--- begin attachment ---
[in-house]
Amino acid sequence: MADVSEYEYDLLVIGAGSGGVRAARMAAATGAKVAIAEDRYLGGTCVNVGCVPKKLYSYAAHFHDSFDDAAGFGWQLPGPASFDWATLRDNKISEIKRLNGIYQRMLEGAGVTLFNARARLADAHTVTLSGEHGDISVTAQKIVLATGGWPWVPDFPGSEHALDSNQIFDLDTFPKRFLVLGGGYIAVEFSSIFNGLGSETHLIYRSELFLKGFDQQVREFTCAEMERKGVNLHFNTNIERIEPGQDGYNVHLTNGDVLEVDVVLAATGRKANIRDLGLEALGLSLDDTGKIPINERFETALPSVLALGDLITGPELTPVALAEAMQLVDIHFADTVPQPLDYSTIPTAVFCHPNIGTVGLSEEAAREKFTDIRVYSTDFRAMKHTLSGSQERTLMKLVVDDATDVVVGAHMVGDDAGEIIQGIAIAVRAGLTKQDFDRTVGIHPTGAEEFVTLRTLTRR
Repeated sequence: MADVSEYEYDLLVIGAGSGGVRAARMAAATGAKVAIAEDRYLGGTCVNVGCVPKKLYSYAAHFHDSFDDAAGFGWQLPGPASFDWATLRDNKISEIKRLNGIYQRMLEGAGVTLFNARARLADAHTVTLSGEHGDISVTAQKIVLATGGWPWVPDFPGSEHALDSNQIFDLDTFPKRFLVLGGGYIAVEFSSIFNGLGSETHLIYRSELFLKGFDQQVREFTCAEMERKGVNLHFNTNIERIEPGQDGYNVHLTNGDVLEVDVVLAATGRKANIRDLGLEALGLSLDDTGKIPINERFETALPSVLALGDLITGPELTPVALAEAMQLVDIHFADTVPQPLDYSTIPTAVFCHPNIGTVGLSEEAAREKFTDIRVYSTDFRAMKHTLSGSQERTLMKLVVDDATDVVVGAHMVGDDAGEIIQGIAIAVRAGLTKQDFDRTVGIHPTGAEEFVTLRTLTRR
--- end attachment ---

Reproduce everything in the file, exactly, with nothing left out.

[in-house]
Amino acid sequence: MADVSEYEYDLLVIGAGSGGVRAARMAAATGAKVAIAEDRYLGGTCVNVGCVPKKLYSYAAHFHDSFDDAAGFGWQLPGPASFDWATLRDNKISEIKRLNGIYQRMLEGAGVTLFNARARLADAHTVTLSGEHGDISVTAQKIVLATGGWPWVPDFPGSEHALDSNQIFDLDTFPKRFLVLGGGYIAVEFSSIFNGLGSETHLIYRSELFLKGFDQQVREFTCAEMERKGVNLHFNTNIERIEPGQDGYNVHLTNGDVLEVDVVLAATGRKANIRDLGLEALGLSLDDTGKIPINERFETALPSVLALGDLITGPELTPVALAEAMQLVDIHFADTVPQPLDYSTIPTAVFCHPNIGTVGLSEEAAREKFTDIRVYSTDFRAMKHTLSGSQERTLMKLVVDDATDVVVGAHMVGDDAGEIIQGIAIAVRAGLTKQDFDRTVGIHPTGAEEFVTLRTLTRR
Repeated sequence: MADVSEYEYDLLVIGAGSGGVRAARMAAATGAKVAIAEDRYLGGTCVNVGCVPKKLYSYAAHFHDSFDDAAGFGWQLPGPASFDWATLRDNKISEIKRLNGIYQRMLEGAGVTLFNARARLADAHTVTLSGEHGDISVTAQKIVLATGGWPWVPDFPGSEHALDSNQIFDLDTFPKRFLVLGGGYIAVEFSSIFNGLGSETHLIYRSELFLKGFDQQVREFTCAEMERKGVNLHFNTNIERIEPGQDGYNVHLTNGDVLEVDVVLAATGRKANIRDLGLEALGLSLDDTGKIPINERFETALPSVLALGDLITGPELTPVALAEAMQLVDIHFADTVPQPLDYSTIPTAVFCHPNIGTVGLSEEAAREKFTDIRVYSTDFRAMKHTLSGSQERTLMKLVVDDATDVVVGAHMVGDDAGEIIQGIAIAVRAGLTKQDFDRTVGIHPTGAEEFVTLRTLTRR